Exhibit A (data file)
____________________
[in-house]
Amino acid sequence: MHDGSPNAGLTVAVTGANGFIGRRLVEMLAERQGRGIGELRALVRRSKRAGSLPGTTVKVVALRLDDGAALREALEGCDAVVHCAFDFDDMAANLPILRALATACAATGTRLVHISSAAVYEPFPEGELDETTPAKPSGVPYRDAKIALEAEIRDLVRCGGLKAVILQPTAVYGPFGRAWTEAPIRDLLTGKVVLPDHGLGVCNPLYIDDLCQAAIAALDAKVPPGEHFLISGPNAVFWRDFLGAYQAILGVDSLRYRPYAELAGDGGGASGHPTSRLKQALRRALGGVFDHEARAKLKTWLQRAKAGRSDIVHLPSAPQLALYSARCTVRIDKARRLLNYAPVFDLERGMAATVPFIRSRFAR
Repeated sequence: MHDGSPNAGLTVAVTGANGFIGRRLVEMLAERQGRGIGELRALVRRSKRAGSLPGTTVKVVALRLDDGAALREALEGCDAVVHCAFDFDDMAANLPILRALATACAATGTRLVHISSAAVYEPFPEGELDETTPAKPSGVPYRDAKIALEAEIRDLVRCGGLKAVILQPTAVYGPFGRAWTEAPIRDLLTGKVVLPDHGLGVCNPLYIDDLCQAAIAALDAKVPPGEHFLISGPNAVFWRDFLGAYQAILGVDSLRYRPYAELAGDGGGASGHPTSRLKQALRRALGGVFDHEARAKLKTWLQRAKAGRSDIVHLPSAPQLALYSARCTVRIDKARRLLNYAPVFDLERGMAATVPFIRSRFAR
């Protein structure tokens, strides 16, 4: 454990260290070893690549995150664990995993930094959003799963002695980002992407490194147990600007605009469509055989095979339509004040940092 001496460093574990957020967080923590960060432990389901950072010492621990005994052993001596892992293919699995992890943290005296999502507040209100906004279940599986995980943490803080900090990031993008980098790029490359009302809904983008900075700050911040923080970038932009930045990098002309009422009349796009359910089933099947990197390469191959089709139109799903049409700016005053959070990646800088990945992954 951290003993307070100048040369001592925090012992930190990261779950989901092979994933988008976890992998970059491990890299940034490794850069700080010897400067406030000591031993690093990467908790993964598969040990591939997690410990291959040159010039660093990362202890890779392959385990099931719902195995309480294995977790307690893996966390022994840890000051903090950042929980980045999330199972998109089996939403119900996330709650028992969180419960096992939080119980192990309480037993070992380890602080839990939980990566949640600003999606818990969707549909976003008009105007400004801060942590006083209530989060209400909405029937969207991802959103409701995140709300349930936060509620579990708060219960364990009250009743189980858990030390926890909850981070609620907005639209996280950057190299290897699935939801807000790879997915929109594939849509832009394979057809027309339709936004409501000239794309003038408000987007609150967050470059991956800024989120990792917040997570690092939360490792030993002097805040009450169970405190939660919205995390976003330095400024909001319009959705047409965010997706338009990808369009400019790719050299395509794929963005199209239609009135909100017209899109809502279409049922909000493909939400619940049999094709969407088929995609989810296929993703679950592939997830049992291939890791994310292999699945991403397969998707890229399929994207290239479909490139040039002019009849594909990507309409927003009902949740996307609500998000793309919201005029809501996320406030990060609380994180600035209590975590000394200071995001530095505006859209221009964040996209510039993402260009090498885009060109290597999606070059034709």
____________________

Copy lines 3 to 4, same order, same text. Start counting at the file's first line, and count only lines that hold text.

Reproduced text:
Repeated sequence: MHDGSPNAGLTVAVTGANGFIGRRLVEMLAERQGRGIGELRALVRRSKRAGSLPGTTVKVVALRLDDGAALREALEGCDAVVHCAFDFDDMAANLPILRALATACAATGTRLVHISSAAVYEPFPEGELDETTPAKPSGVPYRDAKIALEAEIRDLVRCGGLKAVILQPTAVYGPFGRAWTEAPIRDLLTGKVVLPDHGLGVCNPLYIDDLCQAAIAALDAKVPPGEHFLISGPNAVFWRDFLGAYQAILGVDSLRYRPYAELAGDGGGASGHPTSRLKQALRRALGGVFDHEARAKLKTWLQRAKAGRSDIVHLPSAPQLALYSARCTVRIDKARRLLNYAPVFDLERGMAATVPFIRSRFAR
């Protein structure tokens, strides 16, 4: 454990260290070893690549995150664990995993930094959003799963002695980002992407490194147990600007605009469509055989095979339509004040940092 001496460093574990957020967080923590960060432990389901950072010492621990005994052993001596892992293919699995992890943290005296999502507040209100906004279940599986995980943490803080900090990031993008980098790029490359009302809904983008900075700050911040923080970038932009930045990098002309009422009349796009359910089933099947990197390469191959089709139109799903049409700016005053959070990646800088990945992954 951290003993307070100048040369001592925090012992930190990261779950989901092979994933988008976890992998970059491990890299940034490794850069700080010897400067406030000591031993690093990467908790993964598969040990591939997690410990291959040159010039660093990362202890890779392959385990099931719902195995309480294995977790307690893996966390022994840890000051903090950042929980980045999330199972998109089996939403119900996330709650028992969180419960096992939080119980192990309480037993070992380890602080839990939980990566949640600003999606818990969707549909976003008009105007400004801060942590006083209530989060209400909405029937969207991802959103409701995140709300349930936060509620579990708060219960364990009250009743189980858990030390926890909850981070609620907005639209996280950057190299290897699935939801807000790879997915929109594939849509832009394979057809027309339709936004409501000239794309003038408000987007609150967050470059991956800024989120990792917040997570690092939360490792030993002097805040009450169970405190939660919205995390976003330095400024909001319009959705047409965010997706338009990808369009400019790719050299395509794929963005199209239609009135909100017209899109809502279409049922909000493909939400619940049999094709969407088929995609989810296929993703679950592939997830049992291939890791994310292999699945991403397969998707890229399929994207290239479909490139040039002019009849594909990507309409927003009902949740996307609500998000793309919201005029809501996320406030990060609380994180600035209590975590000394200071995001530095505006859209221009964040996209510039993402260009090498885009060109290597999606070059034709």